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Thysanoptera Look for this name in NCBI Wikipedia Animal Diversity Web
Wolfe et al. 2016
node minimum age |
F. crassipes was found in Layer 31 on the left bank of the VitimRiver, 3 km downstream from the mouth of the Baissa River, Buryatia, Transbaikalian Russia (Shmakov, 2009). The fossiliferous lacustrine deposits are part of the Zaza Formation, Baissa locality. The Zaza Formation was once assigned to the Valanginian, based on correlation of fossil insect species, however palynological data from the appearance of Asteropollis spores suggests a younger date (O'Reilly et al., 2015; Zherikhin et al., 1998). A. asteroides, one of the earliest angiosperms, has a worldwide distribution during the Early and mid Cretaceous (Friis et al., 2005), and has been biostratigraphically assigned to the Barremian-Aptian (Friis et al., 1999; Zherikhin et al., 1998). This range has since been completely revised to Albian-Campanian, on the basis of pollen morphology (Doyle and Endress, 2014) and younger appearances of Asteropollis (Dettmann and Thomson, 1987; Eklund et al., 2004; Martínez et al., 2013). A minimum age can thus be estimated by the upper boundary of the Campanian, 72.1 Ma ± 0.2 Myr, or 71.9 Ma.
node maximum age |
A soft maximum age is estimated from R. praecursor, the oldest hexapod, from the Early Devonian (Pragian) Rhynie Chert of Aberdeenshire, Scotland. Spore assemblages of the Windyfield and stratigraphically underlying Rhynie Chert are dated to the early but not earliest Pragian to early (earliest?) Emsian (polygonalis-emsiensis Spore Assemblage Biozone) (Parry et al., 2011). Radiometric dating of the underlying Milton of Noth Andesite at ca. 411 Ma (Parry et al., 2011, 2013) has been subject to a dispute over its temporal relationship to hot spring activity associated with the cherts (Mark et al., 2011, 2013) and predates the biostratigraphic dating of the Rhynie Chert relative to the global dating of the base of the Pragian Stage. Therefore, a soft maximum constraint may be defined at 411 Ma for the Rhynie Chert.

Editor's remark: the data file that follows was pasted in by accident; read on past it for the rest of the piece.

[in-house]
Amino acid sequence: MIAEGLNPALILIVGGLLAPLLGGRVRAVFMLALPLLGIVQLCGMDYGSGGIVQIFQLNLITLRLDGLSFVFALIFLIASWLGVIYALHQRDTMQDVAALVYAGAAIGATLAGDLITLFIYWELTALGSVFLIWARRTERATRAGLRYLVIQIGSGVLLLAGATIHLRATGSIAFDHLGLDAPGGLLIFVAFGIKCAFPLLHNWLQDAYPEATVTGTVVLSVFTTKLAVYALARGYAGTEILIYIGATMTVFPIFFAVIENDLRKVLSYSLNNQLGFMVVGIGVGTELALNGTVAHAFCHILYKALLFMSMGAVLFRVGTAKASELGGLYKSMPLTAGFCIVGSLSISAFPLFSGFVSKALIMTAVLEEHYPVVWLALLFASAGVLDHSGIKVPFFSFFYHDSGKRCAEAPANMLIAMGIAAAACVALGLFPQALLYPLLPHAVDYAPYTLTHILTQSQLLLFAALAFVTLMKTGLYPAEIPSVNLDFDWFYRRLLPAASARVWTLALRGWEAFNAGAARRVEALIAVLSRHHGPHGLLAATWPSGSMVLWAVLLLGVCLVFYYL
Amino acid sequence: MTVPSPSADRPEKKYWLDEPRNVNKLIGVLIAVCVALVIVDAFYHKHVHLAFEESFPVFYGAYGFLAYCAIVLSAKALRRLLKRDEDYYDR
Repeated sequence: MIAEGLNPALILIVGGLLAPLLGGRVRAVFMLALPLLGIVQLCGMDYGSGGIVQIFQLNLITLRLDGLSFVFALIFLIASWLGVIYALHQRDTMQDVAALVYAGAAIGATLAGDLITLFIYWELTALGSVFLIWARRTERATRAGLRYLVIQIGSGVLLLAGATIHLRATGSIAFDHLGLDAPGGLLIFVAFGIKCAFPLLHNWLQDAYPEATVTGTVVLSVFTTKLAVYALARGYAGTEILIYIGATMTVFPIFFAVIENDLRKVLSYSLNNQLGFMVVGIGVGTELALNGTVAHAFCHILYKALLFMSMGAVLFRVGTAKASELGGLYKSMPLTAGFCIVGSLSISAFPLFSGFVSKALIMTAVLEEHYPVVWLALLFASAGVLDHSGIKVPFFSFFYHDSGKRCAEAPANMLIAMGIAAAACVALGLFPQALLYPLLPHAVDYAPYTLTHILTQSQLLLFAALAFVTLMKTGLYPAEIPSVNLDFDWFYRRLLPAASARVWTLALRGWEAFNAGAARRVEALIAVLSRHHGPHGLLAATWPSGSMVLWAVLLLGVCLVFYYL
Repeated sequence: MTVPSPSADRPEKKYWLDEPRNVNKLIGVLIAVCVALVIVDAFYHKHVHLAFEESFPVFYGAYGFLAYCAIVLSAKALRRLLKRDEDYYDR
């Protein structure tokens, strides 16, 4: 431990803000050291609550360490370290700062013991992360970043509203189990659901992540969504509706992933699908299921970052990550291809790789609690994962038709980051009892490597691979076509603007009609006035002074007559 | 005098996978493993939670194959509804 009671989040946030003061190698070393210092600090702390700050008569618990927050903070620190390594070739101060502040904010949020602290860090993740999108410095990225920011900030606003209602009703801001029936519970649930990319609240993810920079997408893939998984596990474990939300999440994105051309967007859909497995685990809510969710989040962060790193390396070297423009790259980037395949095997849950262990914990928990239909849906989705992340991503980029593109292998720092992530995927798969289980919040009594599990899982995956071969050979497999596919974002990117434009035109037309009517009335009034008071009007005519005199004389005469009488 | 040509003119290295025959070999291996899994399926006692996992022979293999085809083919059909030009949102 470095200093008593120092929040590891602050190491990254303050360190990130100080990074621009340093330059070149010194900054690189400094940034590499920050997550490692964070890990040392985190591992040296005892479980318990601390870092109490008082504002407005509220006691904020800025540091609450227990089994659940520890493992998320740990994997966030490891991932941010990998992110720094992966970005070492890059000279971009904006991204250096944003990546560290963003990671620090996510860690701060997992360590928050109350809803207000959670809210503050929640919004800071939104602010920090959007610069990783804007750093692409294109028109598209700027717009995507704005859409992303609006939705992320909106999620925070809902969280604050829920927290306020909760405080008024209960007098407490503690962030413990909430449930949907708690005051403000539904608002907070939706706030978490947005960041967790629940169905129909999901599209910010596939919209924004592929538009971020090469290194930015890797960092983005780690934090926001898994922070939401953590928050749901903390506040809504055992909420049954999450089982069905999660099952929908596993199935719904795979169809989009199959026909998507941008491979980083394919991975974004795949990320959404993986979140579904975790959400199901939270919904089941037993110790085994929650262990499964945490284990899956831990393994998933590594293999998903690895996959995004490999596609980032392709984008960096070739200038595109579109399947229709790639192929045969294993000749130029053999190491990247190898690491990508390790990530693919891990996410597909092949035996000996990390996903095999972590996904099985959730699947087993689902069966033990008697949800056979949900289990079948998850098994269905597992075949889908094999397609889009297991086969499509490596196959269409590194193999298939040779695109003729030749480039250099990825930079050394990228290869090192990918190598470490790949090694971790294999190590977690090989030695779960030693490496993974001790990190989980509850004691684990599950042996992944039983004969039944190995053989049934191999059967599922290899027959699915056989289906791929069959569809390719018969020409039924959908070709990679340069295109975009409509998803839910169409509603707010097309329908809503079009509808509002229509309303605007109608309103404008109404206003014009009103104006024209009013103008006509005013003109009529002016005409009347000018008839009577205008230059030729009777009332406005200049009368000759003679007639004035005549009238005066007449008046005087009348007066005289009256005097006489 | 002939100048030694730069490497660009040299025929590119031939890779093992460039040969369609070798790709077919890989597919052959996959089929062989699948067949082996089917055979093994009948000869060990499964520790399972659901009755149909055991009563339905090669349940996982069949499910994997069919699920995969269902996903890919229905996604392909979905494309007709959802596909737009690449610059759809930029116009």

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F. crassipes has not been included in a phylogenetic analysis, however, Shmakov (2009) describes characters placing it in the crown of Thysanoptera. In particular, Rs1 and M2 as crossveins rather than oblique veins suggest membership in the family Aeolothripidae (Shmakov, 2009). Whether crown or stem Aeolothripidae, the family is a part of Terebrantia, indicating crown group membership in Thysanoptera.
Shmakov, A.S., 2009. The oldest members of the families Aeolothripidae and Thripidae (Insecta: Thysanoptera) from the Lower Cretaceous of Transbaikalia. Paleontologcal Journal 43, 428–432.
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